New CCTV cameras can see and hear

Published 24 June 2008

Researchers teach intelligent CCTV to “hear” as well as see; the CCTV’s artificial intelligence software is being taught to recognize sounds associated with crimes, including breaking glass, shouted obscenities, and car alarms going off

A new generation of intelligent CCTV cameras that can hear as well as see will alert police to crimes in progress by recognizing clues such as a person running or the sound of a scream. Researchers hope the smart cameras will have a dramatic impact on crime detection and prevention by cutting response times and ensuring that more incidents are caught on tape. The Daily Telegraph’s Gordon Rayner reports that a team at the University of Portsmouth has already developed software which enables cameras to spot visual clues to anything from violent crime to vandalism, by looking for tell-tale signs such as someone raising their arm suddenly or even a snapped car aerial. This artificial intelligence software is now being taught to recognize sounds associated with crimes, including breaking glass, shouted obscenities, and car alarms going off. Cameras which “hear” the sounds will automatically swivel to the direction they have come from, and will alert the person monitoring the system to a possible crime in progress.

Dr. David Brown, who is leading the team at the university’s Institute of Industrial Research, said: “We have already developed visual recognition software, but the next stage is to develop audio recognition software to listen for particular sounds. We can teach the cameras to listen out for things like a swear word being shouted in an aggressive way, or for other words which might signify a crime taking place. The camera will be able to swivel to the direction of the sound at the same speed someone turns their head when they hear a scream, or about 300 milliseconds. People monitoring CCTV images have banks of screens in front of them, and this system helps them by alerting them to something the system has spotted. The person looking at the screen can then quickly identify if it is a crime taking place, or whether the camera has simply picked up on something innocent, like a child screaming, and act on it accordingly.”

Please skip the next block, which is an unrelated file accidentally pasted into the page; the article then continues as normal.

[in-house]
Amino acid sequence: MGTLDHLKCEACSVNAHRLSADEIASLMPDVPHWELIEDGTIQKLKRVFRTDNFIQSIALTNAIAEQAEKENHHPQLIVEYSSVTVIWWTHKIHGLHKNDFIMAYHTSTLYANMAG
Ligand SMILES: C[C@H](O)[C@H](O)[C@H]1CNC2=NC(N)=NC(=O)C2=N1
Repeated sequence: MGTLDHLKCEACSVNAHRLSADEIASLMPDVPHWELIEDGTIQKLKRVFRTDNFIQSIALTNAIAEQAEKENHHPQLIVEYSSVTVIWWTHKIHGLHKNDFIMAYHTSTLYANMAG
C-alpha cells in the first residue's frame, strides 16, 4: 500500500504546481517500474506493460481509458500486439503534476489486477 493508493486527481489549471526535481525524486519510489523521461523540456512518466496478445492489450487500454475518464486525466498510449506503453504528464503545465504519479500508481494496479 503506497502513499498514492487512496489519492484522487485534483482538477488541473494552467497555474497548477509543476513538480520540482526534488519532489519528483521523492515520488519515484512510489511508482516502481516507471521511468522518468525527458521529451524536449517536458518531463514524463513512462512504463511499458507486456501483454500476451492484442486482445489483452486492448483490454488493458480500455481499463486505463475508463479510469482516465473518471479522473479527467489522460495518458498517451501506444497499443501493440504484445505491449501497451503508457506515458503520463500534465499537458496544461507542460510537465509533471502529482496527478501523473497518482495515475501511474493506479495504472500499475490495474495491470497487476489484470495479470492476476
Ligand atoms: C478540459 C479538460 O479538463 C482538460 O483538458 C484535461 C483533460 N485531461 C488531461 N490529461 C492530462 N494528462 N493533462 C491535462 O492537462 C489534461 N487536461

The United Kingdom is already being described as the “surveillance state,” and the new system will likely raise concerns that the country is accelrating its march toward an all-surveiilance-all-the-time situation, but with one CCTV camera for every fourteen people in the United Kingdom, Brown said there were no plans for the system to record conversations. “The system would not be sensitive enough to record individual conversations,” he said. “We are just looking for certain trigger sounds and visual anomalies.” The software will also dramatically cut the amount of time police officers have to spend reviewing CCTV footage for evidence of crimes, because they will be able to use it to search automatically for a specific object, action or noise. Brown’s team is one year into a three-year research project, in partnership with British CCTV company Neuron Systems, and is confident the system will go into production at the end of that period.